Michigan Senate Bill 1049: Changes to the Holmes Youthful Trainee Act

As part of criminal law reform in 2020 and 2021, Michigan passed Senate Bill 1049. This bill substantially modified the Holmes Youthful Trainee Act to include more people who can be considered for youthful trainee status. SB 1049 changed the law to provide that a person who commits an offense while between the ages of 18 and 25 (“on or after the individual’s eighteenth birthday but before his or her twenty-sixth birthday”) may be eligible to be designated a youthful trainee. Previously, only those between 18 and 23 were eligible.

A youthful trainee is treated differently from other offenders. Such a person pleads guilty to a violation of law but instead of entering a judgment of conviction, the court designates the person as a youthful trainee. The court assigns a period of probation, and, if the youthful trainee satisfactorily completes that probation, the court will dismiss the charges. No criminal conviction is entered on the youthful offender’s record. The Holmes Youthful Trainee Act gives a second chance to young offenders by clearing their criminal records, which otherwise would follow them the rest of their lives, barring expungement.

SB 1049 requires the court to have the consent of the offender to assign him or her the status of a youthful trainee as well as the consent of the prosecutor if the person committed the offense while between the ages of 21 and 25.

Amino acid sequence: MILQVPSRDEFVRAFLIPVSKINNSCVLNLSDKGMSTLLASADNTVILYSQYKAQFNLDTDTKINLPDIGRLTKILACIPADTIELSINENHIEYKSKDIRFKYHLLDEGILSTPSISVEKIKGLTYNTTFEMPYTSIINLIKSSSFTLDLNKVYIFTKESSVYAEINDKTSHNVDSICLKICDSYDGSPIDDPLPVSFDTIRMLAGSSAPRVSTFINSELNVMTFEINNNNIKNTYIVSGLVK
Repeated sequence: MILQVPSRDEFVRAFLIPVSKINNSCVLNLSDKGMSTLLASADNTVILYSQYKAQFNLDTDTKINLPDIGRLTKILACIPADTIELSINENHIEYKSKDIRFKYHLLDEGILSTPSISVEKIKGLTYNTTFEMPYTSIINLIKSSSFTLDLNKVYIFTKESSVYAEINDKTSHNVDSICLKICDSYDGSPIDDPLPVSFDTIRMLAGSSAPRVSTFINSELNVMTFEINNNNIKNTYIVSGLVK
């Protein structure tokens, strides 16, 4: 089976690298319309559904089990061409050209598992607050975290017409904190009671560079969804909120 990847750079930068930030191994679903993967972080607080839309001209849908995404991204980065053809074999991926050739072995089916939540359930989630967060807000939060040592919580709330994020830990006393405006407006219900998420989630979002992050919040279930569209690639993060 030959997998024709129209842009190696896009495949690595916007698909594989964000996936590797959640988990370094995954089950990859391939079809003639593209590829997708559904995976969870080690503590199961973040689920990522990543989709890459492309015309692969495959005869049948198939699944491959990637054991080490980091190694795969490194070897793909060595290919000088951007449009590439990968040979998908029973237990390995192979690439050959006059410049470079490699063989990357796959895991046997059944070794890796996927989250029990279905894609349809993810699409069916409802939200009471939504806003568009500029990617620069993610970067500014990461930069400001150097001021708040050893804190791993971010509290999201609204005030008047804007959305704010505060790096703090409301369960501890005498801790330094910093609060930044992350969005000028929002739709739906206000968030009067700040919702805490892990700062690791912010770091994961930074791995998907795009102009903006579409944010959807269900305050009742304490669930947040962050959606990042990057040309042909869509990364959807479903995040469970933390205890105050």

Generally, youthful trainee status is not available to a person charged with

  • a felony for which the maximum penalty is imprisonment for life,
  • a major controlled substance offense,
  • a traffic offense (such as DUI, leaving the scene of an accident, etc.),
  • criminal sexual conduct in the first, second, third, or fourth degree; assault with intent to commit criminal sexual conduct in the second degree; assault (or attempt or conspiracy to assault) with intent to commit criminal sexual conduct involving penetration; or attempt or conspiracy to commit criminal sexual conduct in the first, second, third, or fourth degree.

If a person is charged with one of the above offenses but pleads guilty to another (lesser) offense that may entitle him or her to youthful trainee status, the prosecutor must consult with the victim of the crime regarding whether the person should be given such a status.

SB 1049 also states that a court may not grant youthful trainee status to someone who was previously convicted of or adjudicated for a listed offense that required the offender to register under the Sex Offender Registration Act. A person currently charged with such a listed offense is ineligible for youthful trainee status unless the person demonstrates by clear and convincing evidence that he or she is not likely to commit such an offense again. In such a case, if the court wants to designate the person as a youthful trainee, the prosecutor must consult the victim before youthful trainee status may be assigned.

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